Home Cyber Security News CoinGeek Crime Bounty Program Launched to Identify Person Behind Recent BSV Attacks

CoinGeek Crime Bounty Program Launched to Identify Person Behind Recent BSV Attacks

by Mic Johnson
CoinGeek

The BSV network has been victimized recently by two sets of malicious block reorganization attacks. The first one occurred on June 24, July 1, 6 and 9, while the second series happened just last August 4 and 5. It is believed that the same attacker is responsible for all the attacks.

Gathering enough hash power, an unknown miner who goes by the handle “Zulupool”—believed to be someone impersonating a Hathor miner who goes by the same moniker—has created fraudulent chains in order to supposedly mask the double spending of BSV coins. All of these attacks have been successfully repelled and the fraudulent chains have been invalidated by executing the invalidateblock command. There have been no further attacks since August 5.

“As the Bitcoin White Paper makes clear, invalid blocks are rejected by the system, and invalid blocks are those containing invalid transactions, such as double spends. As also assumed in the white paper, node operators are able and willing to consider the fraudulent chain as invalid and have every reason to execute the invalidateblock command released by the Bitcoin SV camp. When they do, the double spend ceases to be a part of the blockchain,” Kurt Wuckert Jr., author and chief Bitcoin historian, explained in an editorial about how the BSV attacks were doomed to fail.

Because of the swift response of the BSV Infrastructure Team and other stakeholders, no BSV coins have been double spent, and it is unclear what the motives were behind the attacks if not the obvious double spending of coins. Many are concurring that a possible motive might be to inflict reputational harm on the BSV network as it continues to scale and create a blockchain that has utmost utility for different industries, unlike most digital currencies that have the sole purpose of trading.

However, as supporters point out, the BSV network can be deluged with malicious attacks, but as long as it can withstand it, BSV will only grow stronger. It will also prove detractors wrong and show them just how resilient and superior the network’s detection tools and security measures are that it cannot be damaged by these petty attacks.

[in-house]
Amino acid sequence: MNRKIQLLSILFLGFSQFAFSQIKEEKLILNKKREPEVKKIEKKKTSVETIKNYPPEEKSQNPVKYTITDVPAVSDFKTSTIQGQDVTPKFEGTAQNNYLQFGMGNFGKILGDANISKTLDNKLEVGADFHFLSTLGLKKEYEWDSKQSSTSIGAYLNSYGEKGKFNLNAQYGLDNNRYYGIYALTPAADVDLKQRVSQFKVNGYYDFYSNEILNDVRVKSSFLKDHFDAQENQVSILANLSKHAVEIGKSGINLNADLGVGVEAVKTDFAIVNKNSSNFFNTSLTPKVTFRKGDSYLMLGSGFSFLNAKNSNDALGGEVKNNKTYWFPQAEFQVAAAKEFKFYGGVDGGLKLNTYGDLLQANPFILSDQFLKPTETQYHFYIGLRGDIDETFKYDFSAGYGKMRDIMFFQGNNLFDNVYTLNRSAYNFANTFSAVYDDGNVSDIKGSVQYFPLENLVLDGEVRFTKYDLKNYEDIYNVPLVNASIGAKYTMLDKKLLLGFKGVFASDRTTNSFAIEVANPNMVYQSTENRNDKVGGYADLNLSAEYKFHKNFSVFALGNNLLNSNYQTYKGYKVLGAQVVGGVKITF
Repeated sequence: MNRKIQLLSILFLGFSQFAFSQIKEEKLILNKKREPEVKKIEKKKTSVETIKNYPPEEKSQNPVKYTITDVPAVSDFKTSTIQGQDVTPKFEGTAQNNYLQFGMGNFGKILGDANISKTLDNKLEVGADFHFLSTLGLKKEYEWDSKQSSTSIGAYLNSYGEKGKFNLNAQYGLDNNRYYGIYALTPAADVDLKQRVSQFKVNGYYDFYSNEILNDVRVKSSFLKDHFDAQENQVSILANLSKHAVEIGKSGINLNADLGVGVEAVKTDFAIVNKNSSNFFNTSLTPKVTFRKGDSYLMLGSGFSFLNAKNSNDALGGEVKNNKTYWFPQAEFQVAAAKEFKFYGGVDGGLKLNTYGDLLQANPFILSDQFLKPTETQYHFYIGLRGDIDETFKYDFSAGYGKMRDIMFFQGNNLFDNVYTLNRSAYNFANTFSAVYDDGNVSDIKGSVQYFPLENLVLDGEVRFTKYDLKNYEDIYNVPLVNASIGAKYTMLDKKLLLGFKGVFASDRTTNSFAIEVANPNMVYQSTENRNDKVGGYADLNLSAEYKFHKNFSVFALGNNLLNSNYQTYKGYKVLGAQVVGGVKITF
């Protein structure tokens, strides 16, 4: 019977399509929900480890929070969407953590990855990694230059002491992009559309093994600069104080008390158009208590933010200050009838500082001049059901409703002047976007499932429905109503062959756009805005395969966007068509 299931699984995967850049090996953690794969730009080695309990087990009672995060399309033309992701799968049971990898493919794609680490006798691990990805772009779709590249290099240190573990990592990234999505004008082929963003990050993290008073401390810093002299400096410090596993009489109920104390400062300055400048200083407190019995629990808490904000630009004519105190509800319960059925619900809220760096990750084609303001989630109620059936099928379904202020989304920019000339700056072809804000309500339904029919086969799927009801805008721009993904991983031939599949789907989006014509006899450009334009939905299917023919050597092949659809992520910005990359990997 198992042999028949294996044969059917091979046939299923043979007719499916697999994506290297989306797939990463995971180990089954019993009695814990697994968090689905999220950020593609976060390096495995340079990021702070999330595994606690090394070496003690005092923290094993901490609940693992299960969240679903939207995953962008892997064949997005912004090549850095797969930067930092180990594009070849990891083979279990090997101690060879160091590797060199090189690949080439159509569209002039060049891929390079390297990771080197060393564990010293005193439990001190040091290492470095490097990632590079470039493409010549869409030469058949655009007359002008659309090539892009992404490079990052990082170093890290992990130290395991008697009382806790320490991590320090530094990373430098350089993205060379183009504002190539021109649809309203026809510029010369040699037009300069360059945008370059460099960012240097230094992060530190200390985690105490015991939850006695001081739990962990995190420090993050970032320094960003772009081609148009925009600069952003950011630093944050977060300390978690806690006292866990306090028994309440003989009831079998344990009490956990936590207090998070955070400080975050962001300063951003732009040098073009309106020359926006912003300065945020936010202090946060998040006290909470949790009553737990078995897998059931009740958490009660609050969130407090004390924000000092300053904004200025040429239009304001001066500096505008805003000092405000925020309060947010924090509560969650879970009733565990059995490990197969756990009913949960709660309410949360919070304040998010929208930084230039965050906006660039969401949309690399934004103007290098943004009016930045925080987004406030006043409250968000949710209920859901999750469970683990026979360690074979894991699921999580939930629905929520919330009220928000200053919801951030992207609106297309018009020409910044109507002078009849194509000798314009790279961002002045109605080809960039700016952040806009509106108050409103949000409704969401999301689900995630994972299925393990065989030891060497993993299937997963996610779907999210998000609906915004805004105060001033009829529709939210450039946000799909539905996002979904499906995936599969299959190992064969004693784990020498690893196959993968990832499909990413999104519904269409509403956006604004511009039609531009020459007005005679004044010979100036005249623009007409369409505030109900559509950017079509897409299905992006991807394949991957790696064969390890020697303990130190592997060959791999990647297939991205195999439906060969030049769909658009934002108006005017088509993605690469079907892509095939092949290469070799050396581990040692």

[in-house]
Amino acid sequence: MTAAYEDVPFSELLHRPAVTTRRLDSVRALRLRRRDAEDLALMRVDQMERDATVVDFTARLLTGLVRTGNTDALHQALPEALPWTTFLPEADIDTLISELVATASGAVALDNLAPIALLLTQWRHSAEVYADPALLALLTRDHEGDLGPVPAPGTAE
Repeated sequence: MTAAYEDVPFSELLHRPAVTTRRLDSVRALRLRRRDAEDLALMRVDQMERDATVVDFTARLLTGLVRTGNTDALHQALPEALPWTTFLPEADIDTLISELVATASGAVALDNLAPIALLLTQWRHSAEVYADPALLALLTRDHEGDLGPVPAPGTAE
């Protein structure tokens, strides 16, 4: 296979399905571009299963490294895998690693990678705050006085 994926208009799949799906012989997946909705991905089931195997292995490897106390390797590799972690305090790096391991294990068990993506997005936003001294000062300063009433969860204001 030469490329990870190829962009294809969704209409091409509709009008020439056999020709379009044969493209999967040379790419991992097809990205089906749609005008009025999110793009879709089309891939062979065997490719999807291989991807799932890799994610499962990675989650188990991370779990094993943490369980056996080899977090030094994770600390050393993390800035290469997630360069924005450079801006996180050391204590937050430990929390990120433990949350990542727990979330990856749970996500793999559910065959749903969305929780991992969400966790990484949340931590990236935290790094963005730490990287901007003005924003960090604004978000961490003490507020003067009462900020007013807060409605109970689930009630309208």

Even if the network has not been technically damaged and no BSV coins were double spent, the fact still remains that these recent BSV attacks are an annoyance and insult to the honest miners working hard on the BSV blockchain. Furthermore, these acts are criminal in nature, and highlights the need for law and regulation in blockchain.

This is why avid BSV supporter Calvin Ayre, billionaire, philanthropist and founder of blockchain conglomerate CoinGeek, could no longer sit still and watch as the BSV network gets attacked maliciously. Whatever the motive is, Ayre wants the perpetrator to be identified and punished in the court of law. Using his personal money, Ayre is funding the CoinGeek Crime Bounty Program and “promises substantial rewards for information that materially results in convictions for crimes committed in the BSV ecosystem.”

Rewards will be negotiated depending on how useful the information provided will be. Ayre specifically points out that the multi-million bounty program is not a one-time thing that will end after the culprit of the BSV attacks has been caught. It is going to be a long-term effort with the goal of establishing law and order within the world of digital currencies.

“If the digital currency sector wants to be taken seriously, it needs to both acknowledge the rot at its core and take the appropriate actions to excise that rot so that the healthy sections can thrive. The CoinGeek Crime Bounty Program is intended to help root out the crypto criminals and clear the way for builders to finally realize the massive benefits this sector has to offer.”

Anyone who can provide useful tips about the BSV attacks are encouraged to submit their information on the contact us page of CoinGeek and choose the “Report Crime” option in the form.

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